Blood Mountain


Band: Mastodon
Album: Blood Mountain
Best song: “The Wolf is Loose” is pretty great. “Siberian Divide” is strong, also. But, “Colony of Birchmen” is the best song on the album and one of the band’s best tracks (in a catalog full of great tracks, by the way).
Worst song: There isn’t really a bad song on the album, but “Hand of Stone” isn’t as strong as the rest of the record.

Being a fan of a metal band requires a certain suspension of disbelief, childish acceptance and general “looking-the-other-way.” Metal is, in and of itself, ridiculous, macho and pompous. Most decent metal bands spend their lyrics waxing philosophical on crap they know nothing about(Metallica), create ridiculous characters in fantastical worlds (Judas Priest, Iron Maiden, etc.) or both (Mastodon).

Inded, Mastodon’s third proper album is full of ridiculous characters wrapped in a tortured metaphor as explained by bassist/singer Troy Sanders as being “about climbing up a mountain and the different things that can happen to you when you’re stranded on a mountain, in the woods, and you’re lost.” In a YouTube clip, he compares the albums’ struggle to the band’s, saying that the metaphor of searching for the Crystal Skull as the band searching for its place in the music world.

Uf.

It’s a tough pill to swallow, as a listener. If one had never heard the album, it would be easy to see it as pompous nonsense. I’m not going to disavow that idea; it probably is pompous nonsense. Still, it is closer to a near-perfect metal album, despite not even being the band’s best.

Blood Mountain is a furious attack of musicianship, alternating growl/sing vocals and monster riffs. As with the best metal, the vocals are simply an instrument in the whole of the song — don’t listen to the lyrics. Sanders’ more melodic vocals provide a contrast to the rapid-fire guitar work of Brent Hinds and Bill Kelliher, while Hinds’ vocal work is more Ozzy/Halford-esque in its sinister bite.

The album’s fury is nearly impossible to contain, as the record begins with Brann Dailor — probably the best drummer in rock music — unleashing a solo to start “The Wolf is Loose.” Stuttering time changes and vocal styles, “The Wolf is Loose” is powerful and manic. The song runs into another Dailor drum thing, this time it’s the drummer pounding on 50-gallon drums to start “Crystal Skull,” the album’s second track. The song is equally as heavy as “The Wolf is Loose,” though, admittedly, it’s more of a Sabbath-esque driver than a thrashing quick study. The song’s harmonized guitar solo reminds one of the best of 1970s rock and the end of the song sounds like the best Metallica ever had (back in the 1980s, not now) to offer.

“Siberian Divide” has the band in a move contemplative mood. While not as evocative as Leviathan‘s “Aqua Dementia,” the song has Sanders’ best soft vocal running into the crunch of the song’s chorus and back to Sanders growling. The low end of the song is its strength, as the atmospheric guitar work of Kelliher and Hinds fills the song. Mars Volta/At The Drive-In singer Cedric Bixler-Zavala fills out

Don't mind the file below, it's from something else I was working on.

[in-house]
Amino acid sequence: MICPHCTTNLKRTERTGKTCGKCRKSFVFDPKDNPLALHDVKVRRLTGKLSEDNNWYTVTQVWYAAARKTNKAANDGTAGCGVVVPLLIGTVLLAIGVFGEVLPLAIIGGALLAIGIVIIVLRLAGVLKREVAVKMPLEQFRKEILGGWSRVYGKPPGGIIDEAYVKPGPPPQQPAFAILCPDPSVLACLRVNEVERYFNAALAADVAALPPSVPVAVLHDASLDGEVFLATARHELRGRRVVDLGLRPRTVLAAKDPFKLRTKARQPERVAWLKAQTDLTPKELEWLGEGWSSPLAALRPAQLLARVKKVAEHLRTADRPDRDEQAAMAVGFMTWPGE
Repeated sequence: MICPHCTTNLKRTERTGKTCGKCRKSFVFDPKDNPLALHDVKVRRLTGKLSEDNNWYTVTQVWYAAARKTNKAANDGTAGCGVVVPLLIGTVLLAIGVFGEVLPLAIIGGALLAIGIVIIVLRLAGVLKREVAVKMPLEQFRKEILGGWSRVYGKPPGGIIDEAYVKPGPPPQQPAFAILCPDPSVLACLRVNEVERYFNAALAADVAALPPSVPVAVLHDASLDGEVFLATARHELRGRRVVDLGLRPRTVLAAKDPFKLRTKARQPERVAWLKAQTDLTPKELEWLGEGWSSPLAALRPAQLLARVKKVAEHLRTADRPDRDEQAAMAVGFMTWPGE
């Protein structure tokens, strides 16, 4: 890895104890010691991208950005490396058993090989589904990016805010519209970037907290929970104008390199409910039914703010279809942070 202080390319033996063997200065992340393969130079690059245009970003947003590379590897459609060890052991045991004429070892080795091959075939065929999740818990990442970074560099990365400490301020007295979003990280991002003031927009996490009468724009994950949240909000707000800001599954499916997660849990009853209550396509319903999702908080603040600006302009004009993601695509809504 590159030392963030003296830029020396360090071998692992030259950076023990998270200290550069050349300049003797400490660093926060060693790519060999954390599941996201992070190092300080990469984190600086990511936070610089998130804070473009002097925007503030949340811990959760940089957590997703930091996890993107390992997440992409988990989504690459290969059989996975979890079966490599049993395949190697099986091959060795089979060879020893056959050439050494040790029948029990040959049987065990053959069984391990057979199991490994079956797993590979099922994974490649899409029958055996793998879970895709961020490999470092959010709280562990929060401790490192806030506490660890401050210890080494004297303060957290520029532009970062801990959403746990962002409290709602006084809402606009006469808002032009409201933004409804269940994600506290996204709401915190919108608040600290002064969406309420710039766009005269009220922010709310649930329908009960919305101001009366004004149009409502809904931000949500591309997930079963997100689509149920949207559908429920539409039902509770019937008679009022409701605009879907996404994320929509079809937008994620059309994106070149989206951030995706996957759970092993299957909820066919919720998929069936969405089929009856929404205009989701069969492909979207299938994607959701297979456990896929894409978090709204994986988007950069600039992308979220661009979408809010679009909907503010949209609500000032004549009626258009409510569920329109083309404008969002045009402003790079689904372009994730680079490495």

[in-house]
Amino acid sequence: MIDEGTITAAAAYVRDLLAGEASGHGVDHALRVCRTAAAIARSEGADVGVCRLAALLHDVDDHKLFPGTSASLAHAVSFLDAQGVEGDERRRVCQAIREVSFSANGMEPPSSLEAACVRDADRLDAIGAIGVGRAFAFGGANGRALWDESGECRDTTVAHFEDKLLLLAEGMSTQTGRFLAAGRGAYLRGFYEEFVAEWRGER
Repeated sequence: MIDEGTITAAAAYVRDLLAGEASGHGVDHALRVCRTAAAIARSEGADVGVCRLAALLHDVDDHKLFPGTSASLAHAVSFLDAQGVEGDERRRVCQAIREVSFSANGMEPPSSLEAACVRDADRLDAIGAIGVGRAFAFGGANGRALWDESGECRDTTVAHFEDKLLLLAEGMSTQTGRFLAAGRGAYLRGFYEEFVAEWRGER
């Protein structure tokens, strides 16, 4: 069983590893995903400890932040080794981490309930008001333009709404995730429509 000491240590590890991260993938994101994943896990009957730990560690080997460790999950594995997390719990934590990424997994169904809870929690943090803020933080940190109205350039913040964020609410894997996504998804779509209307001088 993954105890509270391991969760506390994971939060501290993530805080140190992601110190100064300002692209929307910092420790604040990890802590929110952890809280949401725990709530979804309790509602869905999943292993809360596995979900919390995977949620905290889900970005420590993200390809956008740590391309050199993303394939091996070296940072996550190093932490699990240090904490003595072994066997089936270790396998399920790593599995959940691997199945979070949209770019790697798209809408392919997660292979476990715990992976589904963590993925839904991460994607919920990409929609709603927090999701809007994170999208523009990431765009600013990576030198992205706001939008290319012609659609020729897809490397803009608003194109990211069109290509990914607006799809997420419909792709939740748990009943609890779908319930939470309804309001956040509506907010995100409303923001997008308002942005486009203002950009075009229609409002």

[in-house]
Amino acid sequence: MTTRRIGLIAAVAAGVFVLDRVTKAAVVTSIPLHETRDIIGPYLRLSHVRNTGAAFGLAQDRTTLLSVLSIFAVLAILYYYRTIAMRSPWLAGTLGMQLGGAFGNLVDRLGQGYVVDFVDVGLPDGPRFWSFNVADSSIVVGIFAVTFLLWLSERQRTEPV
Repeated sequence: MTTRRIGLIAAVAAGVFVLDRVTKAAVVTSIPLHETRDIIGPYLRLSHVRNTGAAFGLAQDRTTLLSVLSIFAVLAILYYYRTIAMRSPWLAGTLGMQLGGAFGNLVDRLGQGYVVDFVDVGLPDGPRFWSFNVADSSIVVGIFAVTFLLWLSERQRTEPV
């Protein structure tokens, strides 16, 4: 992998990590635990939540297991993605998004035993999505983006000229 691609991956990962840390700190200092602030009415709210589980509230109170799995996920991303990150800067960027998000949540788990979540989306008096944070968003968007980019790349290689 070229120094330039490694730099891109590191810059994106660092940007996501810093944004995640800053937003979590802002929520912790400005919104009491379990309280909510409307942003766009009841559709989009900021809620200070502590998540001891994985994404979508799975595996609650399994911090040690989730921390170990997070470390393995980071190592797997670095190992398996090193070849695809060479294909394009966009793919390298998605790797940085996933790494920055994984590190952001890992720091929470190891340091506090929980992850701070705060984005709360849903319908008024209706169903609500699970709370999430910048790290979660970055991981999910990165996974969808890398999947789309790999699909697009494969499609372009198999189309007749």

The song’s two other singles — “The Wolf is Loose” was the second single — are similarly strong. Hinds’ ridiculous guitar parts in “Capillarian Crest” — his first instument was the banjo — move around the guitar like snake, eventually turning into a cacophony of soloing. Dailor’s fills echo the complicated guitar lines.

Of course, the album’s highlight is a song I adore, “Colony of Birchmen.” Titled as an ode to Genesis’ “Colony of Slippermen” (from the sublime The Lamb Lies Down on Broadway, Dailor’s favorite album of all time), the song hits all of reasons Mastodon is a great band. Hinds’ verse vocals are snarling and evocative, while Sanders growls and croons the chorus (with some help from Queens of the Stone Age’s Josh Homme). The guitar lines crunch during portions and fill arpeggios during the chorus, while Hinds destroys a building solo that crescendos as the song comes to a close. And of course, Dailor destroys a drum line full of cymbal work, double bass drum and striking fills.

I’ve listened to this song somewhere around 200 times since the album came out in late 2006, if you include all the times I’ve watched live videos of the band playing it on YouTube and, more importantly, all the times I’ve played it in Rock Band 2. The song is brilliant, but it adds to the wonder of Rock Band.

You see, the first Rock Band game had a lot of great songs, but none of my favorites and no favorites that were fun to play (I like “Highway Star” a lot, but it’s not tons of fun on the drums, my preferred instrument). But, the glory of “Colony of Birchmen” — and Foo Fighters’ “Everlong,” for that matter — is that the song is amazing, making me want to play it more, which makes me want to listen to it more.

Indeed, it’s a testament to the song’s longevity and quality that I can listen to it so many times and still find new things to enjoy about it.

I love concept albums and rock operas, but the storyline of Blood Mountain is patently ridiculous. The final track, “Pendulous Skin” has a plot element wherein the main character eats himself.

Yeah, that’s ridiculous.

If you are able to just hear the lyrics the same way you’d hear a guitar part — notes and nothing more than notes — than you can fully appreciate the genius that is Blood Mountain. It’s not the band’s best — Leviathan and it’s inspiration taken from Moby-Dick — but it’s one of the best albums of the past five years by the greatest metal band on earth.

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